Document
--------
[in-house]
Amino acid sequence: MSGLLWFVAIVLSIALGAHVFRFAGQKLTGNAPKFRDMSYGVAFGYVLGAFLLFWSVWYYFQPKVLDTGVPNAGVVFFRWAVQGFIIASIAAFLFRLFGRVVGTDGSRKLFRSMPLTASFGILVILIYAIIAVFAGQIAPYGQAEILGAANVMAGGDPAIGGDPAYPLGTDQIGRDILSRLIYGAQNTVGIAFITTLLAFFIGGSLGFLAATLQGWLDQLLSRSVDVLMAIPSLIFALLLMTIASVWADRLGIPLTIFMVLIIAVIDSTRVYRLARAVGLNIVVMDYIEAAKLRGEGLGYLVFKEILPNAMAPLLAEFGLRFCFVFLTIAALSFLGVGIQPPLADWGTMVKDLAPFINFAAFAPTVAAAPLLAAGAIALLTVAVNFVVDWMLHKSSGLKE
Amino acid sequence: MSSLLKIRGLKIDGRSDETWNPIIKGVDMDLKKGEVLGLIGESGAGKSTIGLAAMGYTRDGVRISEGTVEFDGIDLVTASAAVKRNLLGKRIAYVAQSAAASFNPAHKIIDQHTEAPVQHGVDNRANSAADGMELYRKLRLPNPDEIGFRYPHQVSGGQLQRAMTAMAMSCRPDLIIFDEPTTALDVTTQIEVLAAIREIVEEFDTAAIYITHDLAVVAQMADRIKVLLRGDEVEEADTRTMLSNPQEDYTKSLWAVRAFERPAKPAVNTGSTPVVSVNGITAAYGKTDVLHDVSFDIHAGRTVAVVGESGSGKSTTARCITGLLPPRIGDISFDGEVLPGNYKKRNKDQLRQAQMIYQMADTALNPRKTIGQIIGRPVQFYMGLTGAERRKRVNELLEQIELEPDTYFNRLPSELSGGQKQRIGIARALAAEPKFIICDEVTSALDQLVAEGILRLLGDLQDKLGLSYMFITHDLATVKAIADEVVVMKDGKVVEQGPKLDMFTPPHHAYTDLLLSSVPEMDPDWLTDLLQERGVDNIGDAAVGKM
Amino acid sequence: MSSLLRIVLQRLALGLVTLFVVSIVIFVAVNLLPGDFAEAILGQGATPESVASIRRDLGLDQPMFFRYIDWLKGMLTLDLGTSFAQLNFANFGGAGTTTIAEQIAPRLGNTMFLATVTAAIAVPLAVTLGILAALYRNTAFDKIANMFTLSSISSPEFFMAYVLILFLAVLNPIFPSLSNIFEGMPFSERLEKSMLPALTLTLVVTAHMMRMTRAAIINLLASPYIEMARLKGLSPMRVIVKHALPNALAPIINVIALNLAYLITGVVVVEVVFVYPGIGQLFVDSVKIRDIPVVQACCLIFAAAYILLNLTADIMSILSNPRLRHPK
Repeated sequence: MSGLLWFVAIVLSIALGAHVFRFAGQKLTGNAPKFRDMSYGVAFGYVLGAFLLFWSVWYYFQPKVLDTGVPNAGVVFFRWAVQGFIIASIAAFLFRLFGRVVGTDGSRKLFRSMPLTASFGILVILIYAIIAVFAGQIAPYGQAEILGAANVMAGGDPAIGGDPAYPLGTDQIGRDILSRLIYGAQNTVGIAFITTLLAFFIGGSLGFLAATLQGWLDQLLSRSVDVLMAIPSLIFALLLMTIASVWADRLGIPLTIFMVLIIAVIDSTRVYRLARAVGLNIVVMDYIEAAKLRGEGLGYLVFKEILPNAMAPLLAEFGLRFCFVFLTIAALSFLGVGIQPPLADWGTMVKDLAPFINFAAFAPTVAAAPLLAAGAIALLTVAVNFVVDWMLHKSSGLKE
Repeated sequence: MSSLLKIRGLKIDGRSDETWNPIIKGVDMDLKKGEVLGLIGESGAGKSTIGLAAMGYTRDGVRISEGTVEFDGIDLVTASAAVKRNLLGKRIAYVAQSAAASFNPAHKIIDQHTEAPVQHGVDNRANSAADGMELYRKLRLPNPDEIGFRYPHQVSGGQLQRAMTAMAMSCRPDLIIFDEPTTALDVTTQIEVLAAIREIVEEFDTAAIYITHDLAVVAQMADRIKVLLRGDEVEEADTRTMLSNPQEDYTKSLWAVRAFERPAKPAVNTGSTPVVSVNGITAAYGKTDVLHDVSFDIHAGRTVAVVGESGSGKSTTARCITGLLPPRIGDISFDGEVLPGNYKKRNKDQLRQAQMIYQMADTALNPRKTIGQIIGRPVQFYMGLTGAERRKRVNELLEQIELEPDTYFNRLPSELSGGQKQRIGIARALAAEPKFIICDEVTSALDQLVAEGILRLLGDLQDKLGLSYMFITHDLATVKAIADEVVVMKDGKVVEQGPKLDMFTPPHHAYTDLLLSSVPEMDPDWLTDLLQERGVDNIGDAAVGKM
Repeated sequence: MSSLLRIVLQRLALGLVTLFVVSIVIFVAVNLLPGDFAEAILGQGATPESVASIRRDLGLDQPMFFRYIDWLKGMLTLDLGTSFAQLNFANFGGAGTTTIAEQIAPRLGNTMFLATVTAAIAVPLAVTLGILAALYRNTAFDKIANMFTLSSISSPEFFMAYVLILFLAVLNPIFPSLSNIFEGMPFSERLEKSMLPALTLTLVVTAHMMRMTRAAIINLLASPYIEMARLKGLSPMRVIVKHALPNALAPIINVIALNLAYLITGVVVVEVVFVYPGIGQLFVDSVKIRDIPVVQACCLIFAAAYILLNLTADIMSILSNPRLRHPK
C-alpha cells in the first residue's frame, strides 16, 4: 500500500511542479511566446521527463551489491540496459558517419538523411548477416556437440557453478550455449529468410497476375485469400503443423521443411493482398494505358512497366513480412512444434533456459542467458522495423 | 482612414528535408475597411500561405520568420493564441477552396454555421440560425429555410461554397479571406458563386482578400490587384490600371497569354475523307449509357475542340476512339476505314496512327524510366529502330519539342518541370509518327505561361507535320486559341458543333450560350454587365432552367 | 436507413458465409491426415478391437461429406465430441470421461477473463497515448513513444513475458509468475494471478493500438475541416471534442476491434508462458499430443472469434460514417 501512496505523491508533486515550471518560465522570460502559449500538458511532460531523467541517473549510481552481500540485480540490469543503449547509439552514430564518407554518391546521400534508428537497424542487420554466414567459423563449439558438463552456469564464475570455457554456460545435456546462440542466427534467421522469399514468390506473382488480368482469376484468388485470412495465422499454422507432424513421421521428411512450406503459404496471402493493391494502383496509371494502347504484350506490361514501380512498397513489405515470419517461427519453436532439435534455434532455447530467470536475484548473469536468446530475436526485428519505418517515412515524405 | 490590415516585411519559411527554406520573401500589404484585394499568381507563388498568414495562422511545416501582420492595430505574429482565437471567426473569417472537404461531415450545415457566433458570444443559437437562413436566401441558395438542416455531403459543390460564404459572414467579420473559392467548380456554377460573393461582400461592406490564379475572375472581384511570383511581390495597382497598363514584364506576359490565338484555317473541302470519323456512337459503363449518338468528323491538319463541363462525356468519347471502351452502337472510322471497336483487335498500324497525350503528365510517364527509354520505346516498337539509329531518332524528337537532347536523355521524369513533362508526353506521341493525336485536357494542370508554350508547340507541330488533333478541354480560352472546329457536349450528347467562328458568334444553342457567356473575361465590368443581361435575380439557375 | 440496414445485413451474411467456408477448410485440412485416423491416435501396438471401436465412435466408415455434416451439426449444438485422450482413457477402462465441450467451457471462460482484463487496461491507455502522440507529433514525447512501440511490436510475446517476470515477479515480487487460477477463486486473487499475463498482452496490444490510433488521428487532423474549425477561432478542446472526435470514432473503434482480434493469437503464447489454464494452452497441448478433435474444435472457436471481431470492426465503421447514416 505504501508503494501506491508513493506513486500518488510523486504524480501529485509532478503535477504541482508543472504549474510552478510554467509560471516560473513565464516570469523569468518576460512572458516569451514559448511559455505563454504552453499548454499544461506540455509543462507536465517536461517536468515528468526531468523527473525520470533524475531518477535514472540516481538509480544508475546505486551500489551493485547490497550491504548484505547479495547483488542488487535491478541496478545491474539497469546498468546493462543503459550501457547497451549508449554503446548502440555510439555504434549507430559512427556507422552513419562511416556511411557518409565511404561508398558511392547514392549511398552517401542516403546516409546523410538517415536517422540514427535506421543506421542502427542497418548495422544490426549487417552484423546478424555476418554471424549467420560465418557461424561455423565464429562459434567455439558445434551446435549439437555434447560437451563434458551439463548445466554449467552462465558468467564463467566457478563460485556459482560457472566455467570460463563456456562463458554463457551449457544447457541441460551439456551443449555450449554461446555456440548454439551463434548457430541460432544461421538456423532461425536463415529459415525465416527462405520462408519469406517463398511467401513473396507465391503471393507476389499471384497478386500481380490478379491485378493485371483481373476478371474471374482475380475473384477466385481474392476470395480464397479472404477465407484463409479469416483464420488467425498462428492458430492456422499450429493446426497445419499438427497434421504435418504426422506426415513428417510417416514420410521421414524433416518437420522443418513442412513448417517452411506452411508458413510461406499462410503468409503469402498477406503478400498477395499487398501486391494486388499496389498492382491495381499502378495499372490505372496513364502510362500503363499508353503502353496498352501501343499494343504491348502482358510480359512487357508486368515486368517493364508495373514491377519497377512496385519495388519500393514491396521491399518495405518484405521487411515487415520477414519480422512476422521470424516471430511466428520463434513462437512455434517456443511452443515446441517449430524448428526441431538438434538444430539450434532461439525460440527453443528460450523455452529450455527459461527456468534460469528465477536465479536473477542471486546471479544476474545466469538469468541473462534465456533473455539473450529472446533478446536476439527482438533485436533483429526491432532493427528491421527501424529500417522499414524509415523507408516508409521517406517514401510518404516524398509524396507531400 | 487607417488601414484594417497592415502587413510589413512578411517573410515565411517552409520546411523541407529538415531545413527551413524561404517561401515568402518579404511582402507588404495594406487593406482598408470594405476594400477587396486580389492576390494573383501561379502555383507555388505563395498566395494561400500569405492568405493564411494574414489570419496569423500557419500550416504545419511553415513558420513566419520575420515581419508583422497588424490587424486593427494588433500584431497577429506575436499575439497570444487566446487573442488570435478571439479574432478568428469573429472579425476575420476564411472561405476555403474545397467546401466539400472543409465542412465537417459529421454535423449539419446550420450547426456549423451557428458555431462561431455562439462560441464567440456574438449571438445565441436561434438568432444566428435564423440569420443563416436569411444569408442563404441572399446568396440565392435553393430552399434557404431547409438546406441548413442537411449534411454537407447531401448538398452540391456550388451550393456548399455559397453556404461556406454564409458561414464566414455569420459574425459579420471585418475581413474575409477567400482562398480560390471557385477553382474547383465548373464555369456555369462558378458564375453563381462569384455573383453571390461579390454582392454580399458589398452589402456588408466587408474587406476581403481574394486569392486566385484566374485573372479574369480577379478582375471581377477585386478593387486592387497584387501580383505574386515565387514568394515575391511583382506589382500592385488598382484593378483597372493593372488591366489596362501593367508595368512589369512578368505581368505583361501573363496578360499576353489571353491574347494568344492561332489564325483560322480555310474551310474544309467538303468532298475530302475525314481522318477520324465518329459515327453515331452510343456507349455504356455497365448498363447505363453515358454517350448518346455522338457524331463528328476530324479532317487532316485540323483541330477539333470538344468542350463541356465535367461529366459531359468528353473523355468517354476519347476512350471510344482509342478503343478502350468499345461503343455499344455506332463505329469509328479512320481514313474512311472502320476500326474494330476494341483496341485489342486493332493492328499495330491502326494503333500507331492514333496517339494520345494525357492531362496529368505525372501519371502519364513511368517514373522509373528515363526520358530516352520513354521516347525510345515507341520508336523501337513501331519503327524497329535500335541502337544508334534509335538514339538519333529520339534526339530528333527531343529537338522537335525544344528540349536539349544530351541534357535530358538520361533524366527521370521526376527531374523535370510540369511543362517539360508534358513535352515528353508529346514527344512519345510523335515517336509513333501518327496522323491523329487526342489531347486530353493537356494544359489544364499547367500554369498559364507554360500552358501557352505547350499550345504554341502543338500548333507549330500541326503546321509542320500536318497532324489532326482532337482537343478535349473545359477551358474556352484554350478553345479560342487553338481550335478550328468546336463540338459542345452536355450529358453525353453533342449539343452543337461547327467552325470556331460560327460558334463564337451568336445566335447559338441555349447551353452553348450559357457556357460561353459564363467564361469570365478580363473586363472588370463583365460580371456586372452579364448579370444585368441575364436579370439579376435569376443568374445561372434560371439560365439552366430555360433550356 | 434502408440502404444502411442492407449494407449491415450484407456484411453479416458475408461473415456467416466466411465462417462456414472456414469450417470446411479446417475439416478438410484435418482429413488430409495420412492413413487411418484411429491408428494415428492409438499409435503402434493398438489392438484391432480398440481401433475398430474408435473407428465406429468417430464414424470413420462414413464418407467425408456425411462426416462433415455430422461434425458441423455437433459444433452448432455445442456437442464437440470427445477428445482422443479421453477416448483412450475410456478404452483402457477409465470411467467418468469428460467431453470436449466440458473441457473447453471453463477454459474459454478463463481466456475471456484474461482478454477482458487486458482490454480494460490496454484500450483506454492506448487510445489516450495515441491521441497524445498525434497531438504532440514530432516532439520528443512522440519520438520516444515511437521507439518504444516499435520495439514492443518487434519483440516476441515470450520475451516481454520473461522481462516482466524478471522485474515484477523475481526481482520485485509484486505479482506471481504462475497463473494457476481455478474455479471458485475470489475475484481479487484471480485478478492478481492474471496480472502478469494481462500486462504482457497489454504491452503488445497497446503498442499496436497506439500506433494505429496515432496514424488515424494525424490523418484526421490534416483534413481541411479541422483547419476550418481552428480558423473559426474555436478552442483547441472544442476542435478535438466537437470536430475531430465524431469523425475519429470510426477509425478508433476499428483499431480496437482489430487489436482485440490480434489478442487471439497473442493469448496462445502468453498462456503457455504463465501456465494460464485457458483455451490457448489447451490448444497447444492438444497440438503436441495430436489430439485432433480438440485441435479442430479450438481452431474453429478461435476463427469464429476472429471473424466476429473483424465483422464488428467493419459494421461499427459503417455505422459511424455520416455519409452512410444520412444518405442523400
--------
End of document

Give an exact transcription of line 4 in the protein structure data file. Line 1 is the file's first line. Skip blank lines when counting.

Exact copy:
Amino acid sequence: MSSLLRIVLQRLALGLVTLFVVSIVIFVAVNLLPGDFAEAILGQGATPESVASIRRDLGLDQPMFFRYIDWLKGMLTLDLGTSFAQLNFANFGGAGTTTIAEQIAPRLGNTMFLATVTAAIAVPLAVTLGILAALYRNTAFDKIANMFTLSSISSPEFFMAYVLILFLAVLNPIFPSLSNIFEGMPFSERLEKSMLPALTLTLVVTAHMMRMTRAAIINLLASPYIEMARLKGLSPMRVIVKHALPNALAPIINVIALNLAYLITGVVVVEVVFVYPGIGQLFVDSVKIRDIPVVQACCLIFAAAYILLNLTADIMSILSNPRLRHPK